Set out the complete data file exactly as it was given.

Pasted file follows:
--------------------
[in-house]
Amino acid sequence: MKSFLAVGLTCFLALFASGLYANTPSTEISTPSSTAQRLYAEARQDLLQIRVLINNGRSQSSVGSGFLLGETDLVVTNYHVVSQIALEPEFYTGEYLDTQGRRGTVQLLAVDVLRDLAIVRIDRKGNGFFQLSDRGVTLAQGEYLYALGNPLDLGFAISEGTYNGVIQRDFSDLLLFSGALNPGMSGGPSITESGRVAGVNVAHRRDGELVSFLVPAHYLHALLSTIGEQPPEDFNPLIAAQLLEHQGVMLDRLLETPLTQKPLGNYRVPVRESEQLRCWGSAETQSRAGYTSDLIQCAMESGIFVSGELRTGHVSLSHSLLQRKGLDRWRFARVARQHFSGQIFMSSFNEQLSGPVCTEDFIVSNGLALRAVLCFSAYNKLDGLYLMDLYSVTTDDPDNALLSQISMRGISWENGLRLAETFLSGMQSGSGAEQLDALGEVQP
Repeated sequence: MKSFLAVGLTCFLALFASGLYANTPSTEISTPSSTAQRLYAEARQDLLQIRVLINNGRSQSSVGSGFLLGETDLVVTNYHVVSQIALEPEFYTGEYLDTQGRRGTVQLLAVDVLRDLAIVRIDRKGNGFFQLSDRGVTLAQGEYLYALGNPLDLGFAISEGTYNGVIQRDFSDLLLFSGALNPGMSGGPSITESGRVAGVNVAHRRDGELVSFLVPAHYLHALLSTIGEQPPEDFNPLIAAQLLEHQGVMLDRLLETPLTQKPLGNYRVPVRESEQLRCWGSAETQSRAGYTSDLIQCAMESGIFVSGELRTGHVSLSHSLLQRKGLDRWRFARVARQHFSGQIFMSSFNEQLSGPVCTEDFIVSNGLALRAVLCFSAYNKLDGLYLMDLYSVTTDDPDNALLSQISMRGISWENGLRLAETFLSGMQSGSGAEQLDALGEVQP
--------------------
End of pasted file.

[in-house]
Amino acid sequence: MKSFLAVGLTCFLALFASGLYANTPSTEISTPSSTAQRLYAEARQDLLQIRVLINNGRSQSSVGSGFLLGETDLVVTNYHVVSQIALEPEFYTGEYLDTQGRRGTVQLLAVDVLRDLAIVRIDRKGNGFFQLSDRGVTLAQGEYLYALGNPLDLGFAISEGTYNGVIQRDFSDLLLFSGALNPGMSGGPSITESGRVAGVNVAHRRDGELVSFLVPAHYLHALLSTIGEQPPEDFNPLIAAQLLEHQGVMLDRLLETPLTQKPLGNYRVPVRESEQLRCWGSAETQSRAGYTSDLIQCAMESGIFVSGELRTGHVSLSHSLLQRKGLDRWRFARVARQHFSGQIFMSSFNEQLSGPVCTEDFIVSNGLALRAVLCFSAYNKLDGLYLMDLYSVTTDDPDNALLSQISMRGISWENGLRLAETFLSGMQSGSGAEQLDALGEVQP
Repeated sequence: MKSFLAVGLTCFLALFASGLYANTPSTEISTPSSTAQRLYAEARQDLLQIRVLINNGRSQSSVGSGFLLGETDLVVTNYHVVSQIALEPEFYTGEYLDTQGRRGTVQLLAVDVLRDLAIVRIDRKGNGFFQLSDRGVTLAQGEYLYALGNPLDLGFAISEGTYNGVIQRDFSDLLLFSGALNPGMSGGPSITESGRVAGVNVAHRRDGELVSFLVPAHYLHALLSTIGEQPPEDFNPLIAAQLLEHQGVMLDRLLETPLTQKPLGNYRVPVRESEQLRCWGSAETQSRAGYTSDLIQCAMESGIFVSGELRTGHVSLSHSLLQRKGLDRWRFARVARQHFSGQIFMSSFNEQLSGPVCTEDFIVSNGLALRAVLCFSAYNKLDGLYLMDLYSVTTDDPDNALLSQISMRGISWENGLRLAETFLSGMQSGSGAEQLDALGEVQP